Part 3: The Playing Field
This article is the third in a continuing series
A Career Change: Learning the Aircraft Brokerage Business
To win at the game of sales you have to understand the playing field, meaning you have to constantly research your market. We have been doing some significant market analysis this past week evaluating the planes in our inventory against others in the same category and make of aircraft. The wild ride the economy has been on for the last two years has considerably affected the values of airplanes. And now, at what is hopefully near the bottom, owners have to come to the realization that in order to sell their aircraft, they will have to understand its true value and accept current prices. We have been very thoughtful and thorough in our comparisons and I think we have been able to explain our rational to the owners in a clear and honest way. Some, if not all, are not exactly thrilled with the news. But if you have one of the 15 or 20 available aircraft in a certain market, then it is of utmost importance to qualify your plane amongst the others. You have to differentiate the value quickly and assuredly, because you do not want to be sitting back while another plane takes your sale.
I can’t believe that three weeks have gone by since I joined the team. I feel like I am getting fast and great training and my understanding of the industry and markets are expanding and developing. That is the point! No matter what industry you go into, whether film, airplanes, cars, financial services or t-shirt making, you have to step back on a regular basis and look at your market. See who all is around you doing the same thing. What are they offering to a customer? Is it better than what you are offering? Based on the competition, you might need to adjust your price or better explain the differences of your offering. Because services like AMSTAT or JETNET will tell you what planes have changed hands within any designated time period, you can easily see if you missed a sale, and then you have to figure out why.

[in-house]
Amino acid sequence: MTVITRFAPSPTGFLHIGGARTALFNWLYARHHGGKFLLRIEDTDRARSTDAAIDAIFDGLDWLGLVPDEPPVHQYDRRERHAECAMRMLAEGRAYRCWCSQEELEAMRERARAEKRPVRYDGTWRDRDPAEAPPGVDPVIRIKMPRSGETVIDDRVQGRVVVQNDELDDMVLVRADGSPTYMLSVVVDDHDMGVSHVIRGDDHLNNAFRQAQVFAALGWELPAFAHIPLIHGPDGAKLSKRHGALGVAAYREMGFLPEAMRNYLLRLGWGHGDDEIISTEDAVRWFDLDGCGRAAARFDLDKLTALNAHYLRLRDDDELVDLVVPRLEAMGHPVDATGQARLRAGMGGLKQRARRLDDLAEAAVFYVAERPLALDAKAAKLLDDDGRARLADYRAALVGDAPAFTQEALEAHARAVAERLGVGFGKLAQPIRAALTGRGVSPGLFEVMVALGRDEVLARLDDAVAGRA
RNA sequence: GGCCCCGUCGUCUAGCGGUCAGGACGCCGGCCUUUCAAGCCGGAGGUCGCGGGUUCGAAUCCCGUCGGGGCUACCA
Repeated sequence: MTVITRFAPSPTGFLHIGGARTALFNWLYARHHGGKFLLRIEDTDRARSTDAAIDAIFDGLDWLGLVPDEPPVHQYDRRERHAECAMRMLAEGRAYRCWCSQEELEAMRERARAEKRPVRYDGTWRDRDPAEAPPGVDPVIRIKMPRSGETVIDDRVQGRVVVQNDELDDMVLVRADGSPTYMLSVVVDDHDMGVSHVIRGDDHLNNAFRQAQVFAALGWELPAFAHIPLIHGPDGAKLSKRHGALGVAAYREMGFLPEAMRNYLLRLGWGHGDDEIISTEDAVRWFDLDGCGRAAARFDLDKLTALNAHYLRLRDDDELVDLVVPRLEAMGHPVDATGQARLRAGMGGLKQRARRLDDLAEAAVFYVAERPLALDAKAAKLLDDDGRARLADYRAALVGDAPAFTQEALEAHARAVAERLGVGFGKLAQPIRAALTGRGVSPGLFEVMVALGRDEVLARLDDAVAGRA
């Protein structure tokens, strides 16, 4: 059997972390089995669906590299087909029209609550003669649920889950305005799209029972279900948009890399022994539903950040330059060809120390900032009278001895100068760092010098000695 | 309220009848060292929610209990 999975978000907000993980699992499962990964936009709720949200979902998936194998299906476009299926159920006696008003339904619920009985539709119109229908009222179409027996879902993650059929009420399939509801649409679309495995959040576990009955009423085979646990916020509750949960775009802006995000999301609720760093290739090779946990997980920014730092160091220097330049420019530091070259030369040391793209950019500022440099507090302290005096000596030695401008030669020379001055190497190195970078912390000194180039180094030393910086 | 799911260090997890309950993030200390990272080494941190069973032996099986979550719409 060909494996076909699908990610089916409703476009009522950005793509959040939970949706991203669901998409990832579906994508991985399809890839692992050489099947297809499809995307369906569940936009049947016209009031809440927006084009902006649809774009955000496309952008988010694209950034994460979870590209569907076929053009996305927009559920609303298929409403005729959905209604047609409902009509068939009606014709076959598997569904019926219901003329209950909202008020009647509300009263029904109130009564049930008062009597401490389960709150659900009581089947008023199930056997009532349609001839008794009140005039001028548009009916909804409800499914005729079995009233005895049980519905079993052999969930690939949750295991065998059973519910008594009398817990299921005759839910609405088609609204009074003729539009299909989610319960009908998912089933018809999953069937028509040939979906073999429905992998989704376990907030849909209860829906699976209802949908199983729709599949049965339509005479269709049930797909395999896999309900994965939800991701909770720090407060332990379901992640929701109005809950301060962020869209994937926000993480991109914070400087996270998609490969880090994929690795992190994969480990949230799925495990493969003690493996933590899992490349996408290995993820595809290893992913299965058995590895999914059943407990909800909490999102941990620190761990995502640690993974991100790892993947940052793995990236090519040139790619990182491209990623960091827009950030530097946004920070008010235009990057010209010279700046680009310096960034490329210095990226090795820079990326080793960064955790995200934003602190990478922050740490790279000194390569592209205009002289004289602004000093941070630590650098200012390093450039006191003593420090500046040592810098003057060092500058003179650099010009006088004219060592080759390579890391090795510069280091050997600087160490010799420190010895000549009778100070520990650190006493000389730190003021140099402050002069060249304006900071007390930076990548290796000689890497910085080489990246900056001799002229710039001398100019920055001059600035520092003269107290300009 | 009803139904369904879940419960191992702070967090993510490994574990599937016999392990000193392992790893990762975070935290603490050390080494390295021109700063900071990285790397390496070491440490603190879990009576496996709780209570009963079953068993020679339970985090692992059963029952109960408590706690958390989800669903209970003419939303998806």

Bottom line, I think I am coming into this business at an exciting time, not necessarily the busiest yet, but exciting. We are not in a free fall, economically, anymore. Prices are bottoming out and we are at a time of pricing analysis that is going to help me understand the true value of an aircraft. We have long-time repeat and referral customers and they look to us and respect our opinion. I see this time and time again as we put forth our honest evaluation. People may take a hard swallow and adjust in their seats a little as they start to understand the true value of their aircraft. They may regret not having taken that one offer that came down the line 6 or 8 months ago that would have been a little more money, but they are listening, hearing and attempting to move forward and make a transaction. I feel proud to be in an organization that is respected by its clients and competitors. I know each week will build on the next, teaching me more and more how to be a great aircraft broker. So step back, take a look around you and find a way to step out in front of your competition. Business can happen again now, but it takes a little legwork.